Former South Korean President Chun Doo-hwan died on Tuesday age 90. Pictured speaking in front of his home in Seoul, South Korea in 1995
The widow of‘s last military dictator issued a brief apology over the ‘pains and scars’ caused by her husband’s brutal rule.
Dozens of relatives and former aides gathered at a Seoul hospital on Saturday to pay their final respects to Chun Doo-hwan who died age 90 on Tuesday.
Chun’s widow, Lee Soon-ja, offered a ‘deep apology’ for the ‘pains and scars’ on behalf of the family as the five-day funeral procession came to a close yesterday.
Without specifying Chun’s misdeeds, she said: ‘As we wrap up the funeral procession today, I would like to offer a deep apology on behalf of our family toward the people who suffered pains and scars during my husband’s time in office.’
Chun took power in a 1979 coup and violently crushed pro-democracy protests a year later, before being jailed for treason in the 1990s.
Lee Soon-ja, wife of former President Chun Doo-hwan, enters the funeral home for her husband at Severance Hospital in Seoul, South Korea
Chun’s family held a funeral service at Seoul’s Severance Hospital before taking his remains to a memorial park for cremation.
During the service at the hospital, widow Lee Soon-ja said that her husband had wished to be cremated and that his ashes be spread in border areas near North Korea.
Chun never apologized for his atrocities, which included overseeing a massacre of hundreds of pro-democracy protesters in the southern city of Gwangju in 1980.
This one of the darkest moments in the country’s modern history, which came as he attempted to solidify his rule following the coup.
The coffin of late former President Chun Doo-hwan is moved to a hearse at Yonsei University Severance Hospital in central Seoul today
Cho Jin-tae, a senior official at a foundation representing Gwangju victims, said Lee’s vague expression of remorse rang hollow.
He called for Chun’s family to back her words with action, including cooperating with truth-finding efforts into Chun’s major wrongdoings.
‘I don’t think anyone will be consoled by Lee Soon-ja’s comments today,’ Cho told The Associated Press.
Chun was an army major general when he seized power in December 1979 with his military cronies, including Roh Tae-woo, who later succeeded Chun as president after winning the country’s first democratic election in decades.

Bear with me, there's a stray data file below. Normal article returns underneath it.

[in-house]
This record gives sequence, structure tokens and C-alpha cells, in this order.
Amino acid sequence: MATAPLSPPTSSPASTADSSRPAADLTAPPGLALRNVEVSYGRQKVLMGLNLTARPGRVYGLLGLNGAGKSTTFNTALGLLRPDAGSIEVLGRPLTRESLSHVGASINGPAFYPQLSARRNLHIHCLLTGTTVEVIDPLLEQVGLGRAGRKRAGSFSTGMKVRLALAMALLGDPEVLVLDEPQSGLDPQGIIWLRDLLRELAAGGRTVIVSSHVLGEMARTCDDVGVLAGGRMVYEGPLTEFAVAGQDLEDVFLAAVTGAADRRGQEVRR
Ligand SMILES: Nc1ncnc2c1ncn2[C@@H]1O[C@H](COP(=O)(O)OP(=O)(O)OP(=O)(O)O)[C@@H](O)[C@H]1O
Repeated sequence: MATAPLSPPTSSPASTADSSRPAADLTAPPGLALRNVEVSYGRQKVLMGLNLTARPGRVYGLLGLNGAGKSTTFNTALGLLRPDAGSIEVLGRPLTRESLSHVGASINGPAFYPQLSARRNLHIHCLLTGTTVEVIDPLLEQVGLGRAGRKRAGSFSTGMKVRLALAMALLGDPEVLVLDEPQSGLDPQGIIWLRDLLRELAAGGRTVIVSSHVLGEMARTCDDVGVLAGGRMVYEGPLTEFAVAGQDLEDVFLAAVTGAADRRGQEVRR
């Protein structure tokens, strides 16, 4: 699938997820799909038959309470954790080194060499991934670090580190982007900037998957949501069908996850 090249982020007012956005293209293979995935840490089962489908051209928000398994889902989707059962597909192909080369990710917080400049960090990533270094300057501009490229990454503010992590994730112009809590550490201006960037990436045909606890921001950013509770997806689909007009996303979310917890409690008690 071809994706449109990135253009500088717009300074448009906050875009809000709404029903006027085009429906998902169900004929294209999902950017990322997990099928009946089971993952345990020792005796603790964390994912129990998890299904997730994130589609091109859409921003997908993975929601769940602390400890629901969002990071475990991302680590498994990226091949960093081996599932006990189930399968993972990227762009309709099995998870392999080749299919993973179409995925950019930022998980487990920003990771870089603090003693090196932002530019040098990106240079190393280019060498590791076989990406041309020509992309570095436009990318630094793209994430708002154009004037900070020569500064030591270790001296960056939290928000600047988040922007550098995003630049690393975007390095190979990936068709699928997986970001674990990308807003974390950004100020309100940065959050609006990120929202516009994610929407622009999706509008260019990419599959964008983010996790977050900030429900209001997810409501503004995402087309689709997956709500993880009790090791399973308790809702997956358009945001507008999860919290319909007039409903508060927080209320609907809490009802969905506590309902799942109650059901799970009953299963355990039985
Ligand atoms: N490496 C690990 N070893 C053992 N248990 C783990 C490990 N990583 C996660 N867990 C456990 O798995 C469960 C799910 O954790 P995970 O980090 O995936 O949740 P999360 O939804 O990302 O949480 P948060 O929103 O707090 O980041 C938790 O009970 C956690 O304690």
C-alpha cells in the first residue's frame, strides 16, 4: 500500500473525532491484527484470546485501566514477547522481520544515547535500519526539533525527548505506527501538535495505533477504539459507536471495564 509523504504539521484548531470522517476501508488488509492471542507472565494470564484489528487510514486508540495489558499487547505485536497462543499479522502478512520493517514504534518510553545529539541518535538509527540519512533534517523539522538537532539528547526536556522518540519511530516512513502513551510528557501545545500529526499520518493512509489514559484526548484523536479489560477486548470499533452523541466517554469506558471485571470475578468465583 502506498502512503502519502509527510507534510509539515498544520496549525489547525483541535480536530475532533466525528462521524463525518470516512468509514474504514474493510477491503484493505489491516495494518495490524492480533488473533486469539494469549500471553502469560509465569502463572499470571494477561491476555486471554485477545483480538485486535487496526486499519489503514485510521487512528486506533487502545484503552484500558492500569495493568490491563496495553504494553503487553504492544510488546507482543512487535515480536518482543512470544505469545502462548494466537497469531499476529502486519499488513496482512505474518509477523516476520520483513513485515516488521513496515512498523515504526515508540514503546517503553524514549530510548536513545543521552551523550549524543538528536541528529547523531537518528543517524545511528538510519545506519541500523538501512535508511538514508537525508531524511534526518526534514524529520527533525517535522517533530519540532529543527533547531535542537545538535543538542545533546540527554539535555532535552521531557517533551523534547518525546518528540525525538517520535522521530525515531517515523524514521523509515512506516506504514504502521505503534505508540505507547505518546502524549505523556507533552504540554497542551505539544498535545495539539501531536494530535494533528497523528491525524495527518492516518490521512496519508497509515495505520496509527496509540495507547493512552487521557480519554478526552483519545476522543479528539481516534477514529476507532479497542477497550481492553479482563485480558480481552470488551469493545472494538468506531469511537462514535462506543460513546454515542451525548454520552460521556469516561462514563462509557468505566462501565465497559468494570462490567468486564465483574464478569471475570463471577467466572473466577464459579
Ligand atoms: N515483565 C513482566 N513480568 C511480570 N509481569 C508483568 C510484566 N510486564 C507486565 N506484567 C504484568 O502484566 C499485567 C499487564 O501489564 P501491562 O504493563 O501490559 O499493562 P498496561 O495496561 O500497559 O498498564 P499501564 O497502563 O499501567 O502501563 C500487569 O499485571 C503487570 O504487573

The two died nearly an exact month apart, with Roh’s death coming on Oct. 26.
Widow Lee, centre, watches the coffin containing her husband’s body
While Roh was given a state funeral, there has been much less sympathy for Chun, who had been nicknamed the ‘butcher of Gwangju’.
Although Roh never directly apologized over the crackdown, his son repeatedly visited a Gwangju cemetery to pay respects to the victims and apologized on behalf of his father, who was bed-ridden in the 10 years before his death.
Chun’s coup extended military-backed rule of the country following the assassination of his mentor and former army general, Park Chung-Hee, who had held power since 1961.
During their back-to-back dictatorships, South Koreans suffered huge human rights abuses although the national economy grew dramatically from the ruins of the 1950-53 Korean War.
Chun’s family held a funeral service at Seoul’s Severance Hospital before taking his remains to a memorial park for cremation. Pictured in 1997
Aside from the bloody crackdown in Gwangju, Chun’s government also imprisoned tens of thousands of other dissidents during the 1980s, including future president and 2000 Nobel Peace Prize winner Kim Dae-jung.
Kim, then a prominent opposition leader, was initially sentenced to death by a military tribunal on accusations of fomenting the Gwangju uprising.
After the United States intervened, Kim’s sentence was reduced and he was eventually freed.
Desperate to gain international legitimacy, Chun’s government successfully pushed a bid to host the 1988 Olympics.
This process was accompanied by massive house clearings and roundups of vagrants and homeless people as officials tried to beautify the country for foreign visitors.
A mourner bows at a memorial altar for the late former South Korean dictator Chun Doo-hwan
Chun’s government also facilitated the international adoptions of Korean children, mostly to white families in America and Europe.
This created what is now the world’s largest diaspora of adoptees.
More than 60,000 children were sent abroad during Chun’s presidency, most of them newborns procured from stigmatized unwed mothers who were often pressured to relinquish their babies.
Public anger over his dictatorship eventually fueled massive nationwide protests in 1987, forcing Chun to accept a constitutional revision to introduce direct presidential elections.
This was considered as the start of South Korea’s transition to democracy.
Roh, the governing party candidate, won a hotly contested December 1987 election, largely due to a splitting of the vote between liberal opposition candidates Kim Dae-jung and his chief rival, Kim Young-sam.
Chun pictured leaving a district court after attending an appellate trial on the charge of libel in Gwangju, South Korea, in August this year
After Roh left office in 1993, Kim Young-sam became president and had both Chun and Roh stand trial as part of a reform drive.
The two ex-presidents were convicted of mutiny and treason over the coup and the Gwangju crackdown, as well as corruption. Chun was sentenced to death and Roh to 22 1/2 years in prison.
The Supreme Court later reduced those sentences to life imprisonment for Chun and 17 years for Roh.
After spending about two years in prison, Roh and Chun were released in late 1997 under a special pardon requested by then President-elect Kim Dae-jung, who sought national reconciliation.
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